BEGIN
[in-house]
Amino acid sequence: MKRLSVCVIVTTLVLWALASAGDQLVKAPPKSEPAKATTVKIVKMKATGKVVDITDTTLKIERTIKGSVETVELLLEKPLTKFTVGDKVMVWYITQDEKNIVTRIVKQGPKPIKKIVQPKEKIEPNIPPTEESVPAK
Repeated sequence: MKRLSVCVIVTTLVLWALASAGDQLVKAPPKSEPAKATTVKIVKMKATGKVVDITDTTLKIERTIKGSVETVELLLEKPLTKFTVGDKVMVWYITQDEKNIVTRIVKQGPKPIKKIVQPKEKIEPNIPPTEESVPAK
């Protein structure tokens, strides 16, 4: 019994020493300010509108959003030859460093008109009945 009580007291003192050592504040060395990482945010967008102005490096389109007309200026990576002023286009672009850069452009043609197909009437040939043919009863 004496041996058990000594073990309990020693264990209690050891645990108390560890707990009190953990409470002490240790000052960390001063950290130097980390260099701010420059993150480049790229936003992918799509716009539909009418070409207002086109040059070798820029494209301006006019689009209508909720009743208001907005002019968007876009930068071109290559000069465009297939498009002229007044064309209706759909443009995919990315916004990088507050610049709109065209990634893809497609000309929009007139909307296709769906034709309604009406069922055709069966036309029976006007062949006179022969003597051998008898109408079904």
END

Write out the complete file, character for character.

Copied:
[in-house]
Amino acid sequence: MKRLSVCVIVTTLVLWALASAGDQLVKAPPKSEPAKATTVKIVKMKATGKVVDITDTTLKIERTIKGSVETVELLLEKPLTKFTVGDKVMVWYITQDEKNIVTRIVKQGPKPIKKIVQPKEKIEPNIPPTEESVPAK
Repeated sequence: MKRLSVCVIVTTLVLWALASAGDQLVKAPPKSEPAKATTVKIVKMKATGKVVDITDTTLKIERTIKGSVETVELLLEKPLTKFTVGDKVMVWYITQDEKNIVTRIVKQGPKPIKKIVQPKEKIEPNIPPTEESVPAK
């Protein structure tokens, strides 16, 4: 019994020493300010509108959003030859460093008109009945 009580007291003192050592504040060395990482945010967008102005490096389109007309200026990576002023286009672009850069452009043609197909009437040939043919009863 004496041996058990000594073990309990020693264990209690050891645990108390560890707990009190953990409470002490240790000052960390001063950290130097980390260099701010420059993150480049790229936003992918799509716009539909009418070409207002086109040059070798820029494209301006006019689009209508909720009743208001907005002019968007876009930068071109290559000069465009297939498009002229007044064309209706759909443009995919990315916004990088507050610049709109065209990634893809497609000309929009007139909307296709769906034709309604009406069922055709069966036309029976006007062949006179022969003597051998008898109408079904």